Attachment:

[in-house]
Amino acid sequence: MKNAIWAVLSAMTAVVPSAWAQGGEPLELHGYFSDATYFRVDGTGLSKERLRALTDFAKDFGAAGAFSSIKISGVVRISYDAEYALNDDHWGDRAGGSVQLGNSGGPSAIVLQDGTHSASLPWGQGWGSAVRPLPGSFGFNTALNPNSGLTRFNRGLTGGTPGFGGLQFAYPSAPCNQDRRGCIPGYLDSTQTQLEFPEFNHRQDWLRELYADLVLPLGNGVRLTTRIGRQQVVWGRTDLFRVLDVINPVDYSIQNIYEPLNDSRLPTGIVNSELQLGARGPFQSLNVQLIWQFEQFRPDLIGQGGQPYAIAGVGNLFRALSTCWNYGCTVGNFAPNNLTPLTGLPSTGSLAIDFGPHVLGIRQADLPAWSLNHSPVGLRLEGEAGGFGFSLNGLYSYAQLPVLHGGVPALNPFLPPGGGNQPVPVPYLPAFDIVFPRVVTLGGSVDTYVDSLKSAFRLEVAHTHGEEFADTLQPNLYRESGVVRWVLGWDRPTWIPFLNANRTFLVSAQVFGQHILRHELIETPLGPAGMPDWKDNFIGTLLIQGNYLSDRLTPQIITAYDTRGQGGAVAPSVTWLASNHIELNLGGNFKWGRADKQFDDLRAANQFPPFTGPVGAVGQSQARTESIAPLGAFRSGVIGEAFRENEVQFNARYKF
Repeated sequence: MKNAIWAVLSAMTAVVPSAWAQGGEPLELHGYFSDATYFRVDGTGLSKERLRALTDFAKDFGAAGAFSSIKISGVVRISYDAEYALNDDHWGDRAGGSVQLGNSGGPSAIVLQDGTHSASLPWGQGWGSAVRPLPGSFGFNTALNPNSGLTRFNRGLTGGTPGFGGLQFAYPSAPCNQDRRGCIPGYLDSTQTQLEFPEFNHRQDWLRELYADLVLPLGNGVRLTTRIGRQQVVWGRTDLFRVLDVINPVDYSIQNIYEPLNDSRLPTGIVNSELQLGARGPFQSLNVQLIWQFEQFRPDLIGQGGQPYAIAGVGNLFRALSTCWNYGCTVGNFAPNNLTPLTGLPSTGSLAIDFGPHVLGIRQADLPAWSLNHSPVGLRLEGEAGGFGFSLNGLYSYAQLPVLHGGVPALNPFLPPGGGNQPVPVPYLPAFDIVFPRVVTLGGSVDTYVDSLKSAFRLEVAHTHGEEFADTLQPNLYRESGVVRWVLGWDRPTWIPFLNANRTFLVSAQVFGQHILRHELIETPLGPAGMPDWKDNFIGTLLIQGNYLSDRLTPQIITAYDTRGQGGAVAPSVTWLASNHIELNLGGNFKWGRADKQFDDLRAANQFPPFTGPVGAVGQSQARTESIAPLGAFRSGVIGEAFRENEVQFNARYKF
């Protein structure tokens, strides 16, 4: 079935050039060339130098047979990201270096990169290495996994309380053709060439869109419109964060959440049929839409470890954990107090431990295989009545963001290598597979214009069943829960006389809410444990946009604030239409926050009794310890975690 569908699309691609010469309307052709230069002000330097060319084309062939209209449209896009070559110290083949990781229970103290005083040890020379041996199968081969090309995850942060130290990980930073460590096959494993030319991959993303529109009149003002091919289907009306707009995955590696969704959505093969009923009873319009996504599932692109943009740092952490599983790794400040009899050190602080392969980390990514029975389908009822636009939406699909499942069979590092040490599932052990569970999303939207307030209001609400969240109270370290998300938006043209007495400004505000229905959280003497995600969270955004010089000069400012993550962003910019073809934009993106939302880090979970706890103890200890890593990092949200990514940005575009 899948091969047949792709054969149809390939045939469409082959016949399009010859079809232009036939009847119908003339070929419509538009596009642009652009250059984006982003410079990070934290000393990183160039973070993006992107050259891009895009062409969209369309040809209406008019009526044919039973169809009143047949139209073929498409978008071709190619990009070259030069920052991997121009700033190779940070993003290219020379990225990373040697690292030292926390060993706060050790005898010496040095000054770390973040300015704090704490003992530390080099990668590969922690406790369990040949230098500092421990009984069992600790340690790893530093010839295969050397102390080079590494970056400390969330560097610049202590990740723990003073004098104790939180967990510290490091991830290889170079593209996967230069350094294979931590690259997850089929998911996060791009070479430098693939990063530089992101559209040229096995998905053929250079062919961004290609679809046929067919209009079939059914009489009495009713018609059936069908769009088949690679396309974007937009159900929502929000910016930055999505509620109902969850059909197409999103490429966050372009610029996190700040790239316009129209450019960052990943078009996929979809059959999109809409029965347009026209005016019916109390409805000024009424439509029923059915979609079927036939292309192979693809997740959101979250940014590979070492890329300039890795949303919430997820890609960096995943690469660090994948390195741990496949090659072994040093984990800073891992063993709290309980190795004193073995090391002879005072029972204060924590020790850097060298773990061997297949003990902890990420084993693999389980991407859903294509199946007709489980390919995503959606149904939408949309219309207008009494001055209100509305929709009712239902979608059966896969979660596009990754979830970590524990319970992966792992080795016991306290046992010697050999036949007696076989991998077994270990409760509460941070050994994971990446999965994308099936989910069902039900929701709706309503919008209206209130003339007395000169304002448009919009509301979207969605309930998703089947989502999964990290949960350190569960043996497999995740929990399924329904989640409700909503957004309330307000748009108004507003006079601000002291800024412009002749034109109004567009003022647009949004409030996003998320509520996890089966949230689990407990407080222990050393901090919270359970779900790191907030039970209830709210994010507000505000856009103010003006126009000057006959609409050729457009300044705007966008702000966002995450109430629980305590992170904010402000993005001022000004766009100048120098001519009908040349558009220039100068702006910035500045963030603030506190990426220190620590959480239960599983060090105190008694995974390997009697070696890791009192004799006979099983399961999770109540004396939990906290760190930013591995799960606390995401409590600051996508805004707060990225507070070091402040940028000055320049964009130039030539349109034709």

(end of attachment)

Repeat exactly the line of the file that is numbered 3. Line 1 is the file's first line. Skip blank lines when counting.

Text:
Repeated sequence: MKNAIWAVLSAMTAVVPSAWAQGGEPLELHGYFSDATYFRVDGTGLSKERLRALTDFAKDFGAAGAFSSIKISGVVRISYDAEYALNDDHWGDRAGGSVQLGNSGGPSAIVLQDGTHSASLPWGQGWGSAVRPLPGSFGFNTALNPNSGLTRFNRGLTGGTPGFGGLQFAYPSAPCNQDRRGCIPGYLDSTQTQLEFPEFNHRQDWLRELYADLVLPLGNGVRLTTRIGRQQVVWGRTDLFRVLDVINPVDYSIQNIYEPLNDSRLPTGIVNSELQLGARGPFQSLNVQLIWQFEQFRPDLIGQGGQPYAIAGVGNLFRALSTCWNYGCTVGNFAPNNLTPLTGLPSTGSLAIDFGPHVLGIRQADLPAWSLNHSPVGLRLEGEAGGFGFSLNGLYSYAQLPVLHGGVPALNPFLPPGGGNQPVPVPYLPAFDIVFPRVVTLGGSVDTYVDSLKSAFRLEVAHTHGEEFADTLQPNLYRESGVVRWVLGWDRPTWIPFLNANRTFLVSAQVFGQHILRHELIETPLGPAGMPDWKDNFIGTLLIQGNYLSDRLTPQIITAYDTRGQGGAVAPSVTWLASNHIELNLGGNFKWGRADKQFDDLRAANQFPPFTGPVGAVGQSQARTESIAPLGAFRSGVIGEAFRENEVQFNARYKF